June 29, 2001
“So, is this still on? Who’s winning?”
Last Father’s Day, the non-golfer in the family sat down with her in-laws and me to watch some of the U.S. Open. This non-golfer is an avid sports fan, in fact a hard core Philadelphia sports fan, but televised golf is not high on her list of fun things to sit through.
“Goosen has the lead, but there are still a few holes left,” I replied.
She stood up and said, “In that case, I think I’ll take the dog for a walk.”
The non-golfer returned thirty minutes later and began playing Free-cell on the computer in the home office.
Upon hearing our shouts from the living room, she ran in.
“So who won?”
“Nobody yet,” I replied. “Brooks and Goosen have to have an 18-hole playoff tomorrow. They both three-putted the last hole, and Cink blew himself out of it with another three-putt.”
“Unbelievable! This is interminable,” she muttered.
In this situation, I knew what I had to do.
Why, set up the VCR for the next day, of course.
I rewound the tape when I returned home from work that Monday, and began watching the playoff. After spending most of Sunday following the action during the entire fourth round, there was no way I was going to wait for ESPN’s Sportscenter to find out how Goosen beat Brooks.
The non-golfer checked in on me once or twice, repeated the “Interminable!” comment, but otherwise held her tongue.
On the other hand, she had a point.
Paul Lawrie won the 1999 British Open in a four-hole playoff, after Jean Van de Velde blew a three-shot lead on the 72d hole in spectacular fashion. The playoff framework seemed perfectly appropriate. John Daly’s British Open playoff win over Costantine Rocca at St. Andrews a few years earlier also used the same format to determine the winner. It was exciting, and it was over in about an hour.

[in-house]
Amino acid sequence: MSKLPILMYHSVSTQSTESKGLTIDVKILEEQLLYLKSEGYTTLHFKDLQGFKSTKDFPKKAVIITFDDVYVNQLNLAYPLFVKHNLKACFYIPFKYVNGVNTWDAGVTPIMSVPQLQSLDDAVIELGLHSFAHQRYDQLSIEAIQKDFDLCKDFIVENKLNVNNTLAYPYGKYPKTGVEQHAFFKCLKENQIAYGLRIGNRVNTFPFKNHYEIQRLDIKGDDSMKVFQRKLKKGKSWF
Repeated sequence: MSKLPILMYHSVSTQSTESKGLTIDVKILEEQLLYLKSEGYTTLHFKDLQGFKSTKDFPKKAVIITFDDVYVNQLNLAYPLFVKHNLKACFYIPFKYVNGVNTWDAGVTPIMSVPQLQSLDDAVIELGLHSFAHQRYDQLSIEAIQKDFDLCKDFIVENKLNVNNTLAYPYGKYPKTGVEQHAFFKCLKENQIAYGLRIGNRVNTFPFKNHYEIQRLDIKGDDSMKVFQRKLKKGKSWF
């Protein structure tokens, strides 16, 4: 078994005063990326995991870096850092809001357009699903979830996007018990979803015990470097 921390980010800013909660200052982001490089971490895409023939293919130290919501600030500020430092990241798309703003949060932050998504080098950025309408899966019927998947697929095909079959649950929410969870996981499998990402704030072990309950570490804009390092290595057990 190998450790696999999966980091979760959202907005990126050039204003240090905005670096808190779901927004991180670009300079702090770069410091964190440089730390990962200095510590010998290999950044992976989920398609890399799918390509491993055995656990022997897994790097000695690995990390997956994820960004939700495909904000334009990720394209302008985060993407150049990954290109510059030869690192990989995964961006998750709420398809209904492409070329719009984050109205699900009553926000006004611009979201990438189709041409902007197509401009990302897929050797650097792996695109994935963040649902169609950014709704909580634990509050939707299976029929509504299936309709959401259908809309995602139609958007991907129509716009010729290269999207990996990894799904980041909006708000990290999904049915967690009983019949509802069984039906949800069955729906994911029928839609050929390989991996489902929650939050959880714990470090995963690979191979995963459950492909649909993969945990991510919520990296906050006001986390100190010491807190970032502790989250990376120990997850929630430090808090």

Last year’s PGA Championship, won by Tiger Woods over Bob May, used a similar three-hole playoff. Even then, it came down to the wire, it was fun to watch, and it finished on Sunday.
On the other hand, the Masters Tournament and the normal PGA Tour events use a sudden death format immediately after the last round.
Given the normal limitations of television coverage of professional golf, a sudden death format makes sense for the usual weekly tournaments. Nonetheless, I think it’s better to use more than sudden death to see who wins a major.
There is so much riding on these four events that it hardly seems fair that a score on a single additional hole could determine the victor.
Just the same, the U.S. Open’s 18-hole playoff format is a bit much. The 1994 experience of Ernie Els, one of the other South African winners of this event, is a good example.
Colin Montgomerie, the well-fed Scottish golfer, finished in regulation tied with Els and PGA Tour player Loren Roberts. In the blistering heat near Pittsburgh, however, Montgomerie simply wilted the next day on the way to a 78. Neither Els nor Roberts played particularly well, either, and remained tied at 74 after the additional 18 holes. Els eventually won the ensuing sudden death playoff two holes later.
It seemed more like a marathon than a major golf tournament. More than just the players seemed exhausted.
A four-hole playoff seems like a better idea than the 18-hole format. I doubt the powers that be that run the United States Golf Association will change their minds anytime soon, though.